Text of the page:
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Location, Inc. (Worcester, Mass.), a provider of location-based analytics, has enhanced its FIRE RISK to calculate the probability a location will suffer a fire, answering insurance industry demand for solutions predicting frequency, as well as severity of the loss type.
“It’s not just the people; it’s not just the structure; it’s not just the location; rather, human behavior, property vulnerability, and environment and location, each with many moving parts, converge in unexpected ways to create or mitigate fire risk,” comments Andrew Schiller, CEO and Founder, Location, Inc. “We’re at the forefront of this big data work, with fire frequency emerging as the leading predictor of insurance loss.”
Insurance carriers have traditionally relied on products that attempt to estimate the level of damage that would occur once a fire starts, usually by understanding the distance to a fire station or hydrant and other response factors, according to Schiller. However, according to a recent study by the Underwriters Laboratory, the proliferation of engineered lumber and petroleum-based furnishings, including furniture foams, carpets, and drapes, means today’s houses are more flammable and burn more quickly.
As a result, fire department response time is less important in predicting the severity of loss than understanding which properties are likely to have a fire in the first place.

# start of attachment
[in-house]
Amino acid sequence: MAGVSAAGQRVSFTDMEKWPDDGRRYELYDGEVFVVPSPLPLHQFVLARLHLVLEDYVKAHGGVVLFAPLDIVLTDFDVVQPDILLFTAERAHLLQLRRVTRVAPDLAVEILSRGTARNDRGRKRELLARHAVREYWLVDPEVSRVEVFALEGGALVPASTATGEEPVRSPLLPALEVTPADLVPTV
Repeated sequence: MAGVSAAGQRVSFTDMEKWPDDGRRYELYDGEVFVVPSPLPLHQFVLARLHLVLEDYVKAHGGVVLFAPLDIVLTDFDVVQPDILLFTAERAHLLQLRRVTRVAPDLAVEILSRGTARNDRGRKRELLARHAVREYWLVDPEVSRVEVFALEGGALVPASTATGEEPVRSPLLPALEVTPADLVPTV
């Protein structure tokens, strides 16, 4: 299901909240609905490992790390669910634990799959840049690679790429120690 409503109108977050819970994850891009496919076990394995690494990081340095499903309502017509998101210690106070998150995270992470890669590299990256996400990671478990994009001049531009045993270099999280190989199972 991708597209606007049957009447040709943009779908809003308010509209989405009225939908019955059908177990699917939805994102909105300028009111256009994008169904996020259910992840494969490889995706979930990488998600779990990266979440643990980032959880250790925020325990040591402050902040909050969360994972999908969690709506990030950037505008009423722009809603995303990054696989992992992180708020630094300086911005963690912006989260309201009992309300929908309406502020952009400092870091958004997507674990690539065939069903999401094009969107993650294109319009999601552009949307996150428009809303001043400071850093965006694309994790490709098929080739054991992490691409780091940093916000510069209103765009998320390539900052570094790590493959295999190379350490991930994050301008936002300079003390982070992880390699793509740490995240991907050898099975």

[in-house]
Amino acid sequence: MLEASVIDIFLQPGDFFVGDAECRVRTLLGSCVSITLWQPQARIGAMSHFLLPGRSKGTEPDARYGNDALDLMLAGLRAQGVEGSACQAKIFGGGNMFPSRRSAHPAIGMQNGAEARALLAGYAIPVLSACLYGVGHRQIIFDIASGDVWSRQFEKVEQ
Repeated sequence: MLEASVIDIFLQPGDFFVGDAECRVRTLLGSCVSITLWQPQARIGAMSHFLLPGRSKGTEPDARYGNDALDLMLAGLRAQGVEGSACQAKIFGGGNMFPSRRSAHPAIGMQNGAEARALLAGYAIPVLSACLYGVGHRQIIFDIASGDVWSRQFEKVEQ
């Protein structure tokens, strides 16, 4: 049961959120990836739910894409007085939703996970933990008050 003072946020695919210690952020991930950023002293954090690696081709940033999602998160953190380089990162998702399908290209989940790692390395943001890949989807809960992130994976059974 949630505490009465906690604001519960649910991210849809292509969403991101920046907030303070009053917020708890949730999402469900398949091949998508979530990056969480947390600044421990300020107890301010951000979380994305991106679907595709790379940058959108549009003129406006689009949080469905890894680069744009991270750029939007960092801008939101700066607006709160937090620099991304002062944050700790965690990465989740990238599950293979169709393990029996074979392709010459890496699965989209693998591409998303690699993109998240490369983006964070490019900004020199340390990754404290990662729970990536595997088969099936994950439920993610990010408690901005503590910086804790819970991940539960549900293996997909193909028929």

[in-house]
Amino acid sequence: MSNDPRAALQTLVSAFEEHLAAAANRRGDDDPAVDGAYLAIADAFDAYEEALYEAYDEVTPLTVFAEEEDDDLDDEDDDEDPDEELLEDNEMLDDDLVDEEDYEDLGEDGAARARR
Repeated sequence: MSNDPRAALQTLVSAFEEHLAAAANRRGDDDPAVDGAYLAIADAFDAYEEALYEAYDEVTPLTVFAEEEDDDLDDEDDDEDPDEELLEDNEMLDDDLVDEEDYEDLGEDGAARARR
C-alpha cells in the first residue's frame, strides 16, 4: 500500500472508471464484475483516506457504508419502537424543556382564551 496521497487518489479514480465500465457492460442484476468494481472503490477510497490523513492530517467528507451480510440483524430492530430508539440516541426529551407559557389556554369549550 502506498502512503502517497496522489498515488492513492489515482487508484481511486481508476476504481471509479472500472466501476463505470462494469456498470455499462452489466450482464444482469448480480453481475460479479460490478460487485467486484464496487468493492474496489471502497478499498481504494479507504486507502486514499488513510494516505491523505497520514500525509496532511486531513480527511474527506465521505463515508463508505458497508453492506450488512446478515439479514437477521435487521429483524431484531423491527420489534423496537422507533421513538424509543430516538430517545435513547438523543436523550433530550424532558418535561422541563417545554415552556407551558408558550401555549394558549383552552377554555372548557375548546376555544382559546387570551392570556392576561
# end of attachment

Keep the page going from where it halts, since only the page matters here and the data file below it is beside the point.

Quantifying the lift FIRE RISK provides when applied to a holdout data set of over $3 billion in premium, and then applying those findings to the $74 billion homeowners insurance industry, reveals $19 billion in premium adjustments and $1.2 billion in claim reductions annually, according to a Location, Inc. statement.
Examples of FIRE RISK’s key indicators that would increase the probability fire loss include:
- Leaving a hot, greasy frying pan unattended on a stove.
- Falling asleep with a lit cigarette.
- Letting electrical problems lapse.
- Carelessness with space heaters.
“Thirty years ago, you had about 17 minutes to escape a house fire. Today it’s down to 3 or 4 minutes,” Schiller notes. “With the speed of fire engulfment so quick, predicting fire frequency is key to understanding risk. And since most structure fires are directly or indirectly caused by people—the things people do and don’t do, the mistakes people make—modeling human behavior in the context of structure and location has proven valuable.”